Where’s my data?

By | 4th April 2016

When designing reports, one of the trickiest aspects is often just finding the data. There may be no database schema or the original designer is unavailable, often unhelpful.

I’ve used the free version of Redgate’s SQL Search for some time. It’s great for finding column or table names. Especially useful if you want to find all tables that have a relationship to another table’s primary key.

However, it doesn’t allow you to search the actual data in the database, so I decided to work on something to help. I created a table in my database to contain every distinct text value in my entire database, plus the columns and tables it features in.

First a warning: do this on a test database. It’s very resource intensive and I don’t want to be responsible for breaking your main application database! It’s also specific to Microsoft SQL Server. Should be easy enough to modify for anythig else though

The data I’m looking for is normally textual, so I just wanted to be able to find all varchar fields. First, I created a table to hold my search information:

CREATE TABLE [dbo].[aaValues](
[columnValue] [nvarchar](255) NULL,
[columnName] [nvarchar](50) NULL,
[tableName] [nvarchar](50) NULL

Note the column size limits, change if needed. It needs a non-clustered index on columnValue, but adding it later improves the initial insert performance. If you’re feeling really pedantic, add a primary key across all 3 columns.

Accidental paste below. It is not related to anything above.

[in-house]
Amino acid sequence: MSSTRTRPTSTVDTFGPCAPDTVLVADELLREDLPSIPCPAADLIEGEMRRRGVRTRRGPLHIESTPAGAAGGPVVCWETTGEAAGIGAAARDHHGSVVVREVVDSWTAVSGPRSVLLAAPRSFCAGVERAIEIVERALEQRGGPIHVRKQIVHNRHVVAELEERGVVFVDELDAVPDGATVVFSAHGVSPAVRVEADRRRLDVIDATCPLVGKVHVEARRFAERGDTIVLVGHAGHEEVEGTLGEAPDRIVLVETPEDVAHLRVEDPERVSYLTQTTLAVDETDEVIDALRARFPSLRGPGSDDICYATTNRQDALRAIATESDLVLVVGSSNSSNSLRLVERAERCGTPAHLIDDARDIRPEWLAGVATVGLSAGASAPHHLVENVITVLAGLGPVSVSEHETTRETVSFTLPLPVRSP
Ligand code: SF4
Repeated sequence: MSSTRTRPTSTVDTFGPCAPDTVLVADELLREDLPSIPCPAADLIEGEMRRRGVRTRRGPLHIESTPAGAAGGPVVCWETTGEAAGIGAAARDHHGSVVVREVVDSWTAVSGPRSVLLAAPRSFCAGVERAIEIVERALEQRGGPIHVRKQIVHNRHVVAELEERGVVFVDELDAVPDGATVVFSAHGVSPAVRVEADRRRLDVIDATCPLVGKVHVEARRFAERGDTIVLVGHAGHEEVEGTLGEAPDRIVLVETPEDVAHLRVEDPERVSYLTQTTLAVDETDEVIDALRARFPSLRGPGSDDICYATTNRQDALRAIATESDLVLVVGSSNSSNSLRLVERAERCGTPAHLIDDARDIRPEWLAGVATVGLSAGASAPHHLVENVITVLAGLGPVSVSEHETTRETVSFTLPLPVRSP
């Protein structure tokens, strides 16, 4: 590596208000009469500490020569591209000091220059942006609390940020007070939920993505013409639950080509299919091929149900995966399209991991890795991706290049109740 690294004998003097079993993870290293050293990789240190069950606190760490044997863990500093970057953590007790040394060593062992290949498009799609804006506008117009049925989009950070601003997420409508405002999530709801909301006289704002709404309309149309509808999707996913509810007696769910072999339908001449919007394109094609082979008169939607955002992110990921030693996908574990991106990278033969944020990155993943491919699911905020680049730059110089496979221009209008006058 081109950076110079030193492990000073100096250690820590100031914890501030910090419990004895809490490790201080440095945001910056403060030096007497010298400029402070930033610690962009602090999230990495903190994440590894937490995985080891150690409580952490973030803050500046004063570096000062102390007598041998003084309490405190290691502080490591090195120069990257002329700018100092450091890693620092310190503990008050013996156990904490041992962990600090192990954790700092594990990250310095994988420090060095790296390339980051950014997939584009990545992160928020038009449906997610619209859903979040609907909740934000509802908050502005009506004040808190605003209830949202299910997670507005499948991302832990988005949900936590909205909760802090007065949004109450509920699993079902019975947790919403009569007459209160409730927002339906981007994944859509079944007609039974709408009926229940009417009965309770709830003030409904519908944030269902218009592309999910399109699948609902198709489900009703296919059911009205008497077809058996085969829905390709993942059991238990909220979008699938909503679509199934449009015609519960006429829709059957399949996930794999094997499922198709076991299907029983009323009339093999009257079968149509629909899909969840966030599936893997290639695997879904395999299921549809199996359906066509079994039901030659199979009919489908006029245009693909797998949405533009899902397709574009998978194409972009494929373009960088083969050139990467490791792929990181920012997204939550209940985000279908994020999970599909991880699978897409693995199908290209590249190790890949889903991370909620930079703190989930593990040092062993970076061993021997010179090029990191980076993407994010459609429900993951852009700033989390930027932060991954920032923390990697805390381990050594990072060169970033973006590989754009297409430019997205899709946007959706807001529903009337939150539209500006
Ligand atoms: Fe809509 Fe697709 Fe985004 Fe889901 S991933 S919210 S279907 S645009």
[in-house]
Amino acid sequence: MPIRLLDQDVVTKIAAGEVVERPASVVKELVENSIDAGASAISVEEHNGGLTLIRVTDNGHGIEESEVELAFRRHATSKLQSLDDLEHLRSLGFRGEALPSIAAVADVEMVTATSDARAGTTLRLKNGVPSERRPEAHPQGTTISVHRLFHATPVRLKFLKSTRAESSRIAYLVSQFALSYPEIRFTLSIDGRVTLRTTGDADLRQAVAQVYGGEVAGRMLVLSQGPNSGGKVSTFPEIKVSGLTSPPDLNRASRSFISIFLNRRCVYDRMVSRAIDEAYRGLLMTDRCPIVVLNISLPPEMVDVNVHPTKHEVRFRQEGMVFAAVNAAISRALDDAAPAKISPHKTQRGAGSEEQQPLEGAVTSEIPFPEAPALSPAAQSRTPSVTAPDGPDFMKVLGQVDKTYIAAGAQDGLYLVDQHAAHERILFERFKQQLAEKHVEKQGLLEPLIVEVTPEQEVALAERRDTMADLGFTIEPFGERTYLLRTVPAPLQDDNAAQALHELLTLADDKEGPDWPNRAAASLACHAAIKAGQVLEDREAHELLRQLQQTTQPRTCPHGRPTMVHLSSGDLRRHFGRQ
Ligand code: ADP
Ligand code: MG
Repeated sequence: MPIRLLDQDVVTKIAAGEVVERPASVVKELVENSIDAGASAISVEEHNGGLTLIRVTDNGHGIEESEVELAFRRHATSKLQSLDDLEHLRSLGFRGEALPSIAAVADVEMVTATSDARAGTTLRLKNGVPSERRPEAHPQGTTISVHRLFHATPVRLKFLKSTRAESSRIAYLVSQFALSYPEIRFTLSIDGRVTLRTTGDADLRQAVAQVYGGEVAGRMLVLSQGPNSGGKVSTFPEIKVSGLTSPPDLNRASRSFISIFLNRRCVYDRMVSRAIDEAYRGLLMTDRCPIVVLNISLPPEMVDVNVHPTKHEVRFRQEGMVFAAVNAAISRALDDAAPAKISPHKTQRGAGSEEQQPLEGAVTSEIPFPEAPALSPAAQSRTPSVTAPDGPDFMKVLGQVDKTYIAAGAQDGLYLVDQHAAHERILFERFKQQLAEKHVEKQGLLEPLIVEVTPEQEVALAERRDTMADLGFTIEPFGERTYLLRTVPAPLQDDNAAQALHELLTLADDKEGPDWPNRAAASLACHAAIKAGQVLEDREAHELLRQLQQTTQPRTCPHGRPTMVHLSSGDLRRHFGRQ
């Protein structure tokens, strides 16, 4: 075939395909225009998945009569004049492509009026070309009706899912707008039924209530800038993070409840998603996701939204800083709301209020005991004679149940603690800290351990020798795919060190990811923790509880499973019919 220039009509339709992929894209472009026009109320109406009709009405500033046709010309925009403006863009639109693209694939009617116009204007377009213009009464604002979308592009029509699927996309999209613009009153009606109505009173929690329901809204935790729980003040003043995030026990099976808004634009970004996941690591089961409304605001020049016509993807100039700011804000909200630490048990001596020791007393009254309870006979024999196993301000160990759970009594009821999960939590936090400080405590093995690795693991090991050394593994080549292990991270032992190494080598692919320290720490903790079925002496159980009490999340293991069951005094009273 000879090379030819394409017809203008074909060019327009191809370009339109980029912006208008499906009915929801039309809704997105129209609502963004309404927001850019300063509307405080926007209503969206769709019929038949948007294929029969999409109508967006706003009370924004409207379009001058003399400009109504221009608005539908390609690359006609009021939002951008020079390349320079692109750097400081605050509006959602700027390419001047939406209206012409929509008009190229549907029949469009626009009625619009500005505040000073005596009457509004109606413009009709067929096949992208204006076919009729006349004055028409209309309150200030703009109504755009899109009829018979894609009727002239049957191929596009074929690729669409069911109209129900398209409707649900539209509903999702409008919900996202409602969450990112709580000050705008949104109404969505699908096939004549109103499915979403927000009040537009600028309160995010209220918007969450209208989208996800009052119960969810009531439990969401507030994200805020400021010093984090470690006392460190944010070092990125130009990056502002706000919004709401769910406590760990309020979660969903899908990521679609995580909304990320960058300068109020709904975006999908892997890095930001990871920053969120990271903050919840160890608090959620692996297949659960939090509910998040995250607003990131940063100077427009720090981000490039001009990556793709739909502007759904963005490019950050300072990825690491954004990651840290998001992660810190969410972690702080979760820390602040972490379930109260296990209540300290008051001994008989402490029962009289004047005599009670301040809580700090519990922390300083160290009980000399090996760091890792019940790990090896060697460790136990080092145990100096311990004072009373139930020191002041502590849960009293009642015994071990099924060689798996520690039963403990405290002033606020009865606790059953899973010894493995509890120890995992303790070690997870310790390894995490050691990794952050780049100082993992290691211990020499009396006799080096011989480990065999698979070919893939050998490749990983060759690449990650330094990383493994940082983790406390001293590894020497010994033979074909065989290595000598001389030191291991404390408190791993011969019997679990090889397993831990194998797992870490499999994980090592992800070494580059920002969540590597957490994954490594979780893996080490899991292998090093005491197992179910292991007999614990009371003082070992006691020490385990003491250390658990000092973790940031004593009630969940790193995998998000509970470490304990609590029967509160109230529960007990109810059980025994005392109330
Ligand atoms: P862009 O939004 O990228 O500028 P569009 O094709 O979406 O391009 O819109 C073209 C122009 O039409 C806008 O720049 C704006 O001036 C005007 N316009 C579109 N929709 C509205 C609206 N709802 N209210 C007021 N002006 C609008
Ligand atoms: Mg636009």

Next, create a query to generate the INSERTs:

select ‘INSERT INTO aaValues SELECT DISTINCT [‘ + COLUMN_NAME + ‘], ”’+COLUMN_NAME+”’ , ”’ + TABLE_NAME + ”’  FROM [‘ + TABLE_NAME+’]’  from INFORMATION_SCHEMA.COLUMNS cols where (cols.DATA_TYPE = ‘nvarchar’ or cols.DATA_TYPE = ‘varchar’) and TABLE_NAME <> ‘aaValues’

Looks complicated, but all it’s doing is creating a series of INSERT statements. This is one row of 64 for my little sample database:

INSERT INTO aaValues SELECT DISTINCT [Customer Name], ‘Customer Name’ , ‘Customer’  FROM [Customer]

Now, you just need to copy the results (in my case 64 lines) into a new query and run it. You may need to make some changes to the query if you’re not using the default schema (dbo).

Now, add an index to speed up searching:

CREATE NONCLUSTERED INDEX [ValueIndex] ON [dbo].[aaValues]
(    [columnValue] ASC)

Finding your data is now easy. In my ‘real world’ use, I wanted to find every table and column that contained a reference to a database called ‘SERVER\SQL’. It was just case of using

SELECT [columnName]
FROM [aaValues] where columnValue = ‘SERVER\SQL’

to find all the tables I needed to examine further.

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